The first thing that struck me when watching this match was why Mike Awesome hadn’t already signed a WWE or WCW contract by this point? He was 6’9” and 295lbs with wealth of experience and unbelievable athleticism. The guy had WWE superstar written all over him, which is sad because when he eventually did make it to the big two he didn’t come close to reaching the heights that he should have.

Anyway, back to the match and wow, what a start! To the untrained eye you could mistake these two guys for WWE performers, they look the part, but they certainly don’t wrestle like it. Within the first 2 minutes, Awesome performs a top rope back elbow, a slingshot shoulder block and an insane suicide dive to the exposed concrete floor. Not your typical punch, kick, rest hold you would see from a man this size in WWE at the time. After that flurry the fans are hooked, they know that this is the sleeper match on the card. What follows the opening flurry is, to be quite honest, standard ECW fair but done in ways you wouldn’t expect and by wrestlers you wouldn’t expect it from. I mean Tanaka nails Awesome with a chair on the entrance ramp, but he runs the full length of the ramp to deliver it. Awesome continues to fly around the ring and delivers a second suicide dive, fair enough, but the man is the same size as Kane!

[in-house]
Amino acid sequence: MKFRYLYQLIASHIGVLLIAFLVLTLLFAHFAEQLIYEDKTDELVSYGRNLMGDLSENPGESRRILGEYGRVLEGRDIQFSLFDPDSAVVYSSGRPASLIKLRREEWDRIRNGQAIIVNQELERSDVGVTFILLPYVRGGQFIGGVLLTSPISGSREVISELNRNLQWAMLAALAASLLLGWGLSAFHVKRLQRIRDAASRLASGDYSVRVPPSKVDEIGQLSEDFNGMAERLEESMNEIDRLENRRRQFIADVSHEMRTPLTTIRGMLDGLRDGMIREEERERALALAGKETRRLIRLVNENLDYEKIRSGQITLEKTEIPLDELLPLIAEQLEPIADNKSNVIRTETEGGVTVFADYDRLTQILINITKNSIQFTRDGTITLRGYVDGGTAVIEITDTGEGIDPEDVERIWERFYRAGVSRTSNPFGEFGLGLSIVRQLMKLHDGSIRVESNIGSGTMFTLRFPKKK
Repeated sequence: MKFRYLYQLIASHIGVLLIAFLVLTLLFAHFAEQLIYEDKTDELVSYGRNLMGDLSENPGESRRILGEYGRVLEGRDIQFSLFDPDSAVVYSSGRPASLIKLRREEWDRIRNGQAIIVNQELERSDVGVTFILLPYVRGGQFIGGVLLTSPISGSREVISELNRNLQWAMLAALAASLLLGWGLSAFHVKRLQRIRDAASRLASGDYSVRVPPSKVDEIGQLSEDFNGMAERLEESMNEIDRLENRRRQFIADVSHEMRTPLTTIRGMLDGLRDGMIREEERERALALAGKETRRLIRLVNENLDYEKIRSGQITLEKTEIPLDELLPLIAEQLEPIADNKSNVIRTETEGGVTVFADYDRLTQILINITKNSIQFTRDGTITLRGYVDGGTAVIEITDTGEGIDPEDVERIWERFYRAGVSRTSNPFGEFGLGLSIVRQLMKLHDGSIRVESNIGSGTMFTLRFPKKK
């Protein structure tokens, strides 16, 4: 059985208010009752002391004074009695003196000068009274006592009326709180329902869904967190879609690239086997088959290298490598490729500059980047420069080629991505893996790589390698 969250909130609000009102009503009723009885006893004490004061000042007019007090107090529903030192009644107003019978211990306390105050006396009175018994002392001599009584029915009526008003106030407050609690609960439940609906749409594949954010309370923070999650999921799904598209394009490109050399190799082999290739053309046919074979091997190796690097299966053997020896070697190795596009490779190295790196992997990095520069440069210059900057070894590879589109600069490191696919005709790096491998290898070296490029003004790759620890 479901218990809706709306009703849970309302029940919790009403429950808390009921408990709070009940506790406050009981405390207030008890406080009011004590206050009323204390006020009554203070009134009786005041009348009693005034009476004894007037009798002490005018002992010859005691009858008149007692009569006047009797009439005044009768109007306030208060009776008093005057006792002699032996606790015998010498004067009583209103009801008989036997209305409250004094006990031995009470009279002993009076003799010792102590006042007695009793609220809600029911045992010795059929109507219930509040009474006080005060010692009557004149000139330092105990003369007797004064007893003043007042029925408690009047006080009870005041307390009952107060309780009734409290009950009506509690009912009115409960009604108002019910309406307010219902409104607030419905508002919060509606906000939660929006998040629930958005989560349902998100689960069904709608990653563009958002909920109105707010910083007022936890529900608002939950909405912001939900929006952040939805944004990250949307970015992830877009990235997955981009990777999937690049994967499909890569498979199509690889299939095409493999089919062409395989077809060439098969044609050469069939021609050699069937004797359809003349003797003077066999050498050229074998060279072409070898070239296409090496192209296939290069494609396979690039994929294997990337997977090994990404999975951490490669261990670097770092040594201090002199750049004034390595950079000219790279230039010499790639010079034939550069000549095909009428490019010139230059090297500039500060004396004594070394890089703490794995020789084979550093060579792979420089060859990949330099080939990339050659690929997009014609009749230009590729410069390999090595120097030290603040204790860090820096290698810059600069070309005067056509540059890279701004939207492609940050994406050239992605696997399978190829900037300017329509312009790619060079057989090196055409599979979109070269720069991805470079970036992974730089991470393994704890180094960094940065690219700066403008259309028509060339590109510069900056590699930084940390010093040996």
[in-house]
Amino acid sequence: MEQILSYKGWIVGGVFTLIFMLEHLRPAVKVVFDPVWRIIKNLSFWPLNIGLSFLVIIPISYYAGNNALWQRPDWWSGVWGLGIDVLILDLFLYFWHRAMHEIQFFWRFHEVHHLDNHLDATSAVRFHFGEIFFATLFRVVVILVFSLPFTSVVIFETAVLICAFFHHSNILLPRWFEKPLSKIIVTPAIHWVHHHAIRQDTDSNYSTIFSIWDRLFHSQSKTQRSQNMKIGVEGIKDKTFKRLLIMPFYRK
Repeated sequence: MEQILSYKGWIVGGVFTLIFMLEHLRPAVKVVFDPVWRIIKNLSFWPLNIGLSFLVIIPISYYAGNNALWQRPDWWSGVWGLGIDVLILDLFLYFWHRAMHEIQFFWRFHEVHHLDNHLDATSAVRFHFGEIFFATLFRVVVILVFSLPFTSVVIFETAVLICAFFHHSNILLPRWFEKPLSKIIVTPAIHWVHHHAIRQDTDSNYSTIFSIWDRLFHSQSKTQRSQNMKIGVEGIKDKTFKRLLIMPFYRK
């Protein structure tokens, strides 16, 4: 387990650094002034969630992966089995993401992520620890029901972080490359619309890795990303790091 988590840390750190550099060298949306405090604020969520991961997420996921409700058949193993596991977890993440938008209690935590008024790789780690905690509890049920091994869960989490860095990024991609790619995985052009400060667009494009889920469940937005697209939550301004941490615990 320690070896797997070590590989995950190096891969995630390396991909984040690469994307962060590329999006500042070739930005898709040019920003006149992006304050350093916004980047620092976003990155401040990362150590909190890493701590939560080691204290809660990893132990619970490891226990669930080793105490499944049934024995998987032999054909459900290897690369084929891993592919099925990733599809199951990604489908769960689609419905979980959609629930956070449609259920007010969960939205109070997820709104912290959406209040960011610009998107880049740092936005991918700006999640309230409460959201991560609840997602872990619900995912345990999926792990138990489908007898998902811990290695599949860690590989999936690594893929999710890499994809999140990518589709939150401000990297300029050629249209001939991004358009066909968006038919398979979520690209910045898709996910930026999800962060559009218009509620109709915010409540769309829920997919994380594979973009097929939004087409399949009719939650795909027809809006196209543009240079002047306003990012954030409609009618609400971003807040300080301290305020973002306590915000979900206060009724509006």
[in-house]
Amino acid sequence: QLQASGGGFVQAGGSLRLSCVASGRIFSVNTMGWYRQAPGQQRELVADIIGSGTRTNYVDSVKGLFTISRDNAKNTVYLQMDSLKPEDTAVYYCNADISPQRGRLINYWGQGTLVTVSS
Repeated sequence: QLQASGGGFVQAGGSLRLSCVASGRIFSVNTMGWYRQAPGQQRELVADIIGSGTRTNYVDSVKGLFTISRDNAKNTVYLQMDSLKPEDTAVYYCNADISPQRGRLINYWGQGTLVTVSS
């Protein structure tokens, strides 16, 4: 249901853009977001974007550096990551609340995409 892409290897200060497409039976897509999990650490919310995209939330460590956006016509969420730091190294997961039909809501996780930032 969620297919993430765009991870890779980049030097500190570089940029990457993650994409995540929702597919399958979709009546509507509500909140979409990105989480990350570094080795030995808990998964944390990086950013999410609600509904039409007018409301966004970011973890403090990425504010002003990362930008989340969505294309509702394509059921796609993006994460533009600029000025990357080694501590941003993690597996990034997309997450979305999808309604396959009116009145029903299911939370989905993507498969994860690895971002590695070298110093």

If I’m being totally honest this is a fairly standard match, but with a few wee tweaks that we’re not used to seeing which turns it into a fantastic match. The brawling is hard hitting, probably due to both having worked in Japan most of their careers. Tanaka’s no-sell off a German Suplex is brilliant in terms of telling the story of not just the match but their whole feud, as Shane Douglas on commentary says “he refuses to be hurt”.

This truly is a brilliant brawl, Mike Awesome is a machine while Tanaka just won’t give up and both men play their parts to perfection. This is a great match made even better by the fact that prior to the opening bell half the crowd think it is just a card filler; boy do they get a surprise! You will struggle to find a more hard-hitting 12-minute brawl than this, cracking match.

As an aside, one other thing I noticed while watching this match is the risks that both were taking with their health. As I said Mike Awesome performs two suicide dives onto a concrete floor; there are no mats, just cold concrete. The chair shots that Tanaka takes are hard enough to bend the chair, and totally unprotected. I guess it’s just testament to how much each performer trusts the other, but it still made me cringe.

You can read all previous ‘Matches from History’ here.

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One thought on “Matches from history: Mike Awesome v Masato Tanaka at ECW Heatwave 1998

  1. Pingback: Matches from history: Eddie Guerrero v Rey Mysterio at WCW Halloween Havoc 1997 | Ring the Damn Bell